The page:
121212 Concert at Madison Square Garden: Ticket Controversy Plagues the Sandy Benefit

There is hope among many people around the world that 12-12-12 will be an auspicious day. The once-a-century date series, which will grace us again in 89 years on 01-01-01, is an omen of good luck for many, and a quirky conversation topic for many more. It is with that catchy and lucky date in mind that "12-12-12: The Concert for Sandy Relief," a star-studded evening at Madison Square Garden to benefit victims of Hurricane Sandy, came to be. Although the concert was planned with the best intentions — proceeds are going to the Robin Hood Relief Fund — there is, nevertheless, a layer of controversy surrounding the night. Most notably, the question of whether or not an expensive, sold-out bash is the right way to honor and help victims of a natural disaster. 

Hurricane Sandy was a destructive force of nature that claimed the lives of many, and wreaked havoc on the lives of millions more. Framed as a benefit concert, there is the hope and expectation that a spirit of benevolence will surround the event, sheltering it from the scalpers, and sky-high prices that dominate most arena-sized concerts today. Unfortunately, scalpers and block sellers are continuing to benefit from this concert, an event that was intended to benefit the people whose lives were torn apart by the storm.

Some, like New York Senator Chuck Schumer, have asked that sites like StubHub do what they can to help stop block sellers from turning personal profit on benefit concerts. StubHub president, Chris Tsakalakis has defended StubHub's permission of reselling benefit concert tickets reiterating, "All the money that StubHub is going to make in terms of our fees and commissions will go to the Robin Hood Relief Fund, who is the beneficiary of the concert." He continued, "It is perfectly legal to resell tickets in the state of New York and in most states ... we knew ... people were going to resell these tickets whether or not StubHub was going to allow the resale."

The steps taken by StubHub are positive, but there is unfortunately no way to make sure that all the money winds up in the right hands. Certainly the Robin Hood Relief Fund will make a nice sum of money from the event, and will help the victims of Hurricane Sandy on their continued road to recovery. But the unfortunate truth is that many other people will be personally profiting from the sale of these tickets as well. This then begs the question, is this the right way to help victims of a disaster? Is a high-profile event as beneficial as good-old-fashioned get-your-hands dirty volunteerism? It's a question to consider, and a weighty one at that.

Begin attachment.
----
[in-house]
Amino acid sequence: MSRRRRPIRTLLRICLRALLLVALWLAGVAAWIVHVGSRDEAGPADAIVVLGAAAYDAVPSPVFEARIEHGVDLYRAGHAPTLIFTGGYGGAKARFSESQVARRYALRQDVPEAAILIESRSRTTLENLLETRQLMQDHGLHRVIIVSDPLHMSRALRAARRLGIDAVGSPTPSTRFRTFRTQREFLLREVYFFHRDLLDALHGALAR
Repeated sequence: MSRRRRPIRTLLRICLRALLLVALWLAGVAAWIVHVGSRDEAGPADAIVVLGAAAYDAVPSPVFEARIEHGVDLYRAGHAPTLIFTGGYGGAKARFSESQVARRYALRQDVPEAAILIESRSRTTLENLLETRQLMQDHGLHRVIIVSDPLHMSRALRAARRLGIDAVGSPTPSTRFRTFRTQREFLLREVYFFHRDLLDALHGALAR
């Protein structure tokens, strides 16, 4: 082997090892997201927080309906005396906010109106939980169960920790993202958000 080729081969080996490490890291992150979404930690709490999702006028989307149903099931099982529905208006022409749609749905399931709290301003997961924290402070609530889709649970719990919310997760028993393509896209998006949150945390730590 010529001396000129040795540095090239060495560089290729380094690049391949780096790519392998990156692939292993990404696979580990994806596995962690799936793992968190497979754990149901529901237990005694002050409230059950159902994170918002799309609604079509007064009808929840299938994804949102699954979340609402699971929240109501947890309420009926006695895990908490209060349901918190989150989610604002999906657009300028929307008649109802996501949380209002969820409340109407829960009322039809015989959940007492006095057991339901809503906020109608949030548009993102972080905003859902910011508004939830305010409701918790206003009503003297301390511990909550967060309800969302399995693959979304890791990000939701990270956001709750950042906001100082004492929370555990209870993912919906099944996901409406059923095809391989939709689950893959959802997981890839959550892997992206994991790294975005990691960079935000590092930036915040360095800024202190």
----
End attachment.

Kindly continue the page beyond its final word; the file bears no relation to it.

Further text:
Performers at the event include Billy Joel, The Rolling Stones, Bon Jovi, Bruce Sprinsteen, Paul McCartney, Kanye West, and Eric Clapton ... among others. Undoubtedly the music will be moving, and the performances heavy YouTube fodder in the coming days. And hopefully, the spirit of why they are performing will remain. Hopefully, the audience, the ticket sellers, the 2 billion people the concert will theoretically be broadcast to, will recognize it as the benefit that it is, and not the personal moneymaker that some want it to be. Fingers crossed that the auspicious 12-12-12 date will inspire a spirit of generosity, and a spirit of giving.

The concert airs Wednesday night at 7:30 ET, click here for a full list of places to watch. Click here for information on how to give money to the Robin Hood Relief Fund. 

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Elena Sheppard

Elena is the Arts & Entertainment Editor at Mic. Her writing has appeared in The New York Times, Salon, Time Out New York, The New York Times Upfront, ABC News, and various travel publications. She is also a Princeton alum, a former Thailand resident, and a Brooklyn native.

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